On Nov. 29, 2005, my life changed forever. I was a 24-year-old U.S. Army armor captain deployed to Taji, Iraq, when my vehicle was struck by an improvised explosive device. On that day, I lost two of my soldiers, Sgts. Jerry Mills and Donald Hasse, and I lost my right arm and left leg.

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(U.S. Marine Corps photo)

CAMP PENDLETON — Susan and Michael McDowell attended a memorial in June for their son, 1st Lt. Conor McDowell. Kathleen Isabel Bourque, the love of Conor's life, joined them. None of them had anticipated what they would be going through.

Conor, the McDowells' only child, was killed during a vehicle rollover accident in the Las Pulgas area of Camp Pendleton during routine Marine training on May 9. He was 24.

Just weeks before that emotional ceremony, Alexandrina Braica, her husband and five children attended a similar memorial at the same military base, this to honor Staff Sgt. Joshua Braica, a member of the 1st Marine Raider Battalion who also was killed in a rollover accident, April 13, at age 29.

Braica, of Sacramento, was married and had a 4 1/2-month-old son.

"To see the love they had for Josh and to see the respect and appreciation was very emotional," Alexandrina Braica said of the battalion. "They spoke very highly of him and what a great leader he was. One of his commanders said, 'He was already the man he was because of the way he was raised.' As parents, we were given some credit."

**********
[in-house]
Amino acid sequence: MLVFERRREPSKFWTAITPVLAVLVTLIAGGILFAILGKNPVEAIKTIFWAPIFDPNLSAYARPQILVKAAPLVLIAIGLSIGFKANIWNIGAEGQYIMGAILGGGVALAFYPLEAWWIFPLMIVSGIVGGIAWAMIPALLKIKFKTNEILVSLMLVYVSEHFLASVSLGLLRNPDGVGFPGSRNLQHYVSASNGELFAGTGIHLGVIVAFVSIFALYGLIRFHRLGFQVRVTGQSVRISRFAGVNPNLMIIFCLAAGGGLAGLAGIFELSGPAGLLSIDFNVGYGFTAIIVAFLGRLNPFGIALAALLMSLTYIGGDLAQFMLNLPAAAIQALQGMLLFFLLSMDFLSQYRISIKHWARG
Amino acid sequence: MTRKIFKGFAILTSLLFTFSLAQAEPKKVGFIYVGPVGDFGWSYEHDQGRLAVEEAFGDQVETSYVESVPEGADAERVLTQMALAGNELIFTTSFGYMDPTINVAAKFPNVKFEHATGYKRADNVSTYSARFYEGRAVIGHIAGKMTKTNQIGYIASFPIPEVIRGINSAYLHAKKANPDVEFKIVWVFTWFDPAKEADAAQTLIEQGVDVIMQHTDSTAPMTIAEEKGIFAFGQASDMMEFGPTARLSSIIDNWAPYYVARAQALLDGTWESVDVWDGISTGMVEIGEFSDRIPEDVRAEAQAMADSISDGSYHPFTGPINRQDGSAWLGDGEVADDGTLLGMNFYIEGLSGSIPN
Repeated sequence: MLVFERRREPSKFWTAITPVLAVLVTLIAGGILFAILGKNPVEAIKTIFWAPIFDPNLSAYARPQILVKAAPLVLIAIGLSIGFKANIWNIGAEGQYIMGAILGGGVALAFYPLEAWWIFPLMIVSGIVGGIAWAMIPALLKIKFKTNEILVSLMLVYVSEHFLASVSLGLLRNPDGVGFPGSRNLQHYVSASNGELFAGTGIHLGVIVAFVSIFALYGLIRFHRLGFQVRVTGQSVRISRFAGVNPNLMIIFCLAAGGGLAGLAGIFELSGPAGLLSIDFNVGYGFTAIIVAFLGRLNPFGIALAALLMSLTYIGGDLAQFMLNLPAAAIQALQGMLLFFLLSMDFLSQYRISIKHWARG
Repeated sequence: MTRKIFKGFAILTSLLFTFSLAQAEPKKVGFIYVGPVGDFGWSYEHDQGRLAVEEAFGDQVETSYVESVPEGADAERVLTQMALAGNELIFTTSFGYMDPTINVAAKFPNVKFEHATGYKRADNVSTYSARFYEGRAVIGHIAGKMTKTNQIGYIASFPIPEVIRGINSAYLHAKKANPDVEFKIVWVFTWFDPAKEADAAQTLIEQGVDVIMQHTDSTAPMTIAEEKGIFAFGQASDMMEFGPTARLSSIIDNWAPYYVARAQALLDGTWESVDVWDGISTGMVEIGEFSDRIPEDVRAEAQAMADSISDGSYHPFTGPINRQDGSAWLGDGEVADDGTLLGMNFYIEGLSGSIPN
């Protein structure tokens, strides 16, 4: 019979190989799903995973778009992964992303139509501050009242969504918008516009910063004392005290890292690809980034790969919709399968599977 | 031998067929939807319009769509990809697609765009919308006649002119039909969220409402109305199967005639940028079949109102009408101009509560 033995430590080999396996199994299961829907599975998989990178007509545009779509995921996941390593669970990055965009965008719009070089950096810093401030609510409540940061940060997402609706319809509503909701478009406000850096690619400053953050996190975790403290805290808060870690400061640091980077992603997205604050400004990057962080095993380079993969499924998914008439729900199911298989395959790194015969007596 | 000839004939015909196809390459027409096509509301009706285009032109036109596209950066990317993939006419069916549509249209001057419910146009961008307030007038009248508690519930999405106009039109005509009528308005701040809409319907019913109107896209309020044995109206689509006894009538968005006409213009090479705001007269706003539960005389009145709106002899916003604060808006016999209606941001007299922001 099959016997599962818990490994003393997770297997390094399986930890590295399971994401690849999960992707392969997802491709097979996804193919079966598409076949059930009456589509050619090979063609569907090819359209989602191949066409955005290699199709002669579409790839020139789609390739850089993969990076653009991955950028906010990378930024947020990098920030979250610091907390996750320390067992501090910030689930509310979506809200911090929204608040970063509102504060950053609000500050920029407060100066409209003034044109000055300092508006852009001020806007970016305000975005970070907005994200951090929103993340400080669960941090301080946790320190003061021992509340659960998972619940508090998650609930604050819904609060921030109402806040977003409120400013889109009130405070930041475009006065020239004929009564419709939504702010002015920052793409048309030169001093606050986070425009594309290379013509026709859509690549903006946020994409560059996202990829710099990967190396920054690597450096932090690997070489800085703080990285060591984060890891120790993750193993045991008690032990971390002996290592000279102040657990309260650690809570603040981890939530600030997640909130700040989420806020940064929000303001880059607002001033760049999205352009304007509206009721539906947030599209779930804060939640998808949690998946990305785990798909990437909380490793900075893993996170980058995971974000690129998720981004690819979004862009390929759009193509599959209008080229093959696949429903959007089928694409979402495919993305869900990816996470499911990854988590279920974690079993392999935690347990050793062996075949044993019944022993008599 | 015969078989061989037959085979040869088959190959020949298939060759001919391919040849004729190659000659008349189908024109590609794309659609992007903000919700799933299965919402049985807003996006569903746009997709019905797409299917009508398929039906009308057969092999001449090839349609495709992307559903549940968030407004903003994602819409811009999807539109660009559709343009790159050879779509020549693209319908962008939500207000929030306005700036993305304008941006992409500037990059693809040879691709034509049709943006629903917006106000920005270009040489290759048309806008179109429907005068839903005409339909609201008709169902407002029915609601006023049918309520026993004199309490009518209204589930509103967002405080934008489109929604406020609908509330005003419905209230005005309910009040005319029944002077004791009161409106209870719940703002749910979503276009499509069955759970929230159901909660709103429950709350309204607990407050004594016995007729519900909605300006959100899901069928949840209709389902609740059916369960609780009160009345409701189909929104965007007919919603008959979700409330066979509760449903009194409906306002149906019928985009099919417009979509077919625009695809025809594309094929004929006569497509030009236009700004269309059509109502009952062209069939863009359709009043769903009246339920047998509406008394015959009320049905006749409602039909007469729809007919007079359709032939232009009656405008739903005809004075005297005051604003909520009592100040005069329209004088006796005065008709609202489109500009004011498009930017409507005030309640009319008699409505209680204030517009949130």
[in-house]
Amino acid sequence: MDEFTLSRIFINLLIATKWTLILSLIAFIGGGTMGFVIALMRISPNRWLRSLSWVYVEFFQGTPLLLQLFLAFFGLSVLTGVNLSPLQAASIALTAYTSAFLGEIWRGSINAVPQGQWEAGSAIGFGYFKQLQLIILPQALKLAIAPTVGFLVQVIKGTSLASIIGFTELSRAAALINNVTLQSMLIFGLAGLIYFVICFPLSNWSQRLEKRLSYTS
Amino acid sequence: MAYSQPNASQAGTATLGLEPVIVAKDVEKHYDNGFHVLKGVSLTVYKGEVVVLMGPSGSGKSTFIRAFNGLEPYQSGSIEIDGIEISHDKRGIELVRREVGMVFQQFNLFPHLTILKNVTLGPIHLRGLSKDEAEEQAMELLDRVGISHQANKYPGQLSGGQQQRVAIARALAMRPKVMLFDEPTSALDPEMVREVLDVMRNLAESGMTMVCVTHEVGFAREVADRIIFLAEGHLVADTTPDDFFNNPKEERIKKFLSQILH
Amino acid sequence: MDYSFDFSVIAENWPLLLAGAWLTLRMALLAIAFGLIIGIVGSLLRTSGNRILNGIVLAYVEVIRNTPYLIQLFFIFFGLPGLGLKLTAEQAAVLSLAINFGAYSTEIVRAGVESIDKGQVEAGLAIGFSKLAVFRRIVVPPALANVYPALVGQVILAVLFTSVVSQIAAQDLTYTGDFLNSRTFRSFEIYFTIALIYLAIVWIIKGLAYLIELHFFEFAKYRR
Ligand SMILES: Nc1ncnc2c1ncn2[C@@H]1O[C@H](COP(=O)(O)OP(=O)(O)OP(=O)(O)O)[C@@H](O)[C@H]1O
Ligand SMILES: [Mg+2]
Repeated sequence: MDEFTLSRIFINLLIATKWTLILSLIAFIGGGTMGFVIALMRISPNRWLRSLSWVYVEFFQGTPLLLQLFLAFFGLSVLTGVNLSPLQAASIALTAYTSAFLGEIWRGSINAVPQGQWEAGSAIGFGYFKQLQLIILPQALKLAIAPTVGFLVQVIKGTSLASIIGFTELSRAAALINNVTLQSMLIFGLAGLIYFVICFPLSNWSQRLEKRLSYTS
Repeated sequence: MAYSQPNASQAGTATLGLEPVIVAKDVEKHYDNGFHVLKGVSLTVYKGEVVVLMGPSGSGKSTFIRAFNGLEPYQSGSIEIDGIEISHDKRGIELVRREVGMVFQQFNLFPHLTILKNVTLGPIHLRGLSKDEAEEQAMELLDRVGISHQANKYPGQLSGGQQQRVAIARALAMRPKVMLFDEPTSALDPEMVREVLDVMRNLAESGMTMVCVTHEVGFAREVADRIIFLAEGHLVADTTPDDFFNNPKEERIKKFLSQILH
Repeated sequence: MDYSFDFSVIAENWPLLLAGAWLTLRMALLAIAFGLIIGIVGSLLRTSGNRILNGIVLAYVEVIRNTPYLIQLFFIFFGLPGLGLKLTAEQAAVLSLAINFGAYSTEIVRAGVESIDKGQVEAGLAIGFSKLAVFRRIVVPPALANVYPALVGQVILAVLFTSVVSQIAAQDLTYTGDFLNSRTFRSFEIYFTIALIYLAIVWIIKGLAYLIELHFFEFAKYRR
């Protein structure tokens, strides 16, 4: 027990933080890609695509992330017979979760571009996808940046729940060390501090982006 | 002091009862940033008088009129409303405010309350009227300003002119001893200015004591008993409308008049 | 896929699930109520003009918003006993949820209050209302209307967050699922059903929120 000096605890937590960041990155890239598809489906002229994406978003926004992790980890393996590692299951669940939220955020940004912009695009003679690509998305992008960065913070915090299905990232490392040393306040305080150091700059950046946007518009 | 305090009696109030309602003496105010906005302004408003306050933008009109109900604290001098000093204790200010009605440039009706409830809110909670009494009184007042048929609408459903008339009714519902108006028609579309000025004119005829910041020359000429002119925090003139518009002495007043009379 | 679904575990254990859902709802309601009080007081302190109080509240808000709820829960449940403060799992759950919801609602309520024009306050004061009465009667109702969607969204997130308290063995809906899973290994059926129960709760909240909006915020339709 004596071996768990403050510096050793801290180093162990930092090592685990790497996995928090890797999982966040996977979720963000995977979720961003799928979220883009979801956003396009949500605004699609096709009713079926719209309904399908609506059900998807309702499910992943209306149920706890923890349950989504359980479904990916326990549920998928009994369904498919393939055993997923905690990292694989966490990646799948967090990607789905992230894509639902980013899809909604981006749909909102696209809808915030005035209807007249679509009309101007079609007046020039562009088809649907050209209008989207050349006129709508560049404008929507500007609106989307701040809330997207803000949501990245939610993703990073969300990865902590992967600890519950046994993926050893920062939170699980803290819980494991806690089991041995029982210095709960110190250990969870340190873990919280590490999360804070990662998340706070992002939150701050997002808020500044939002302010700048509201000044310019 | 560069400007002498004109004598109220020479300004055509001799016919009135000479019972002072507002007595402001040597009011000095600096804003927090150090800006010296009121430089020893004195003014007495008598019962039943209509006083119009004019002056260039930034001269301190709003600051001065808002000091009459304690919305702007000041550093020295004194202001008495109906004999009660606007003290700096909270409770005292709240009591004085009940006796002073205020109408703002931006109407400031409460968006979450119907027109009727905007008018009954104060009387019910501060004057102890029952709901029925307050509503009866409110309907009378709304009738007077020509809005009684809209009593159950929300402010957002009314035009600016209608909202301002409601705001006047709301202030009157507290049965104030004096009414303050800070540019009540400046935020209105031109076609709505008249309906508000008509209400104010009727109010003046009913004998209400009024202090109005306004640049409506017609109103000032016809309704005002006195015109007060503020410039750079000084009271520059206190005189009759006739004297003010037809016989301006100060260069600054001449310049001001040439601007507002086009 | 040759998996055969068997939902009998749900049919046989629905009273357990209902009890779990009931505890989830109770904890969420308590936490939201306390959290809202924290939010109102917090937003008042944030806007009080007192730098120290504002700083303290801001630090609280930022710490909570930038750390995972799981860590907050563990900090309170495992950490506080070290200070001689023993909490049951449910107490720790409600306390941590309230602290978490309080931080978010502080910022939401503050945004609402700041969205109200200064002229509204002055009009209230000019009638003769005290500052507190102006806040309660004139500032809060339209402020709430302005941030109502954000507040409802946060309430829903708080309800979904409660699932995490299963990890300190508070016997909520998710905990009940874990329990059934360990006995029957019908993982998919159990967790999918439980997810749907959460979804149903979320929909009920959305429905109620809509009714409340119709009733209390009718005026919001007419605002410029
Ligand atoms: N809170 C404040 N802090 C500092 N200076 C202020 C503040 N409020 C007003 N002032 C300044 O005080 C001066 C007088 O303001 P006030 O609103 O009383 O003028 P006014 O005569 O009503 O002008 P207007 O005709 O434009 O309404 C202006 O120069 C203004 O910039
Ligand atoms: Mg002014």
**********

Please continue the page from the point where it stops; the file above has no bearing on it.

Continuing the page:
While the tributes helped the McDowells and Braicas process their grief, the families remain unclear about what caused the training fatalities. They expected their sons eventually would deploy and put their lives at risk, but they didn't expect either would die while training on base.

"We're all still in denial, 'Did this really happen? Is he really gone?' Braica said. "When I got the phone call, Josh was not on my mind. That's why we were at peace. He was always in training and I never felt that it would happen at Camp Pendleton."

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(Reuters/Kevin Lamarque)

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The United States' pattern of "unilaterally reneging on its commitments" is leading Pyongyang to reconsider its own commitments to discontinue tests of nuclear weapons and intercontinental ballistic missiles (ICBMs), the ministry said in a pair of statements released through state news agency KCNA.

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(Courtesy of Roman Sabal)

A deported Marine Corps veteran who has been unable to come back to the U.S. for more than a decade was denied entry to the country Monday morning when he asked to be let in for a scheduled citizenship interview.

Roman Sabal, 58, originally from Belize, came to the San Ysidro Port of Entry around 7:30 on Monday morning with an attorney to ask for "parole" to attend his naturalization interview scheduled for a little before noon in downtown San Diego. Border officials have the authority to temporarily allow people into the country on parole for "humanitarian or significant public benefit" reasons.

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Jeff Schogol

Navy Secretary Richard Spencer took the reins at the Pentagon on Monday, becoming the third acting defense secretary since January.

Spencer is expected to temporarily lead the Pentagon while the Senate considers Army Secretary Mark Esper's nomination to succeed James Mattis as defense secretary. The Senate officially received Esper's nomination on Monday.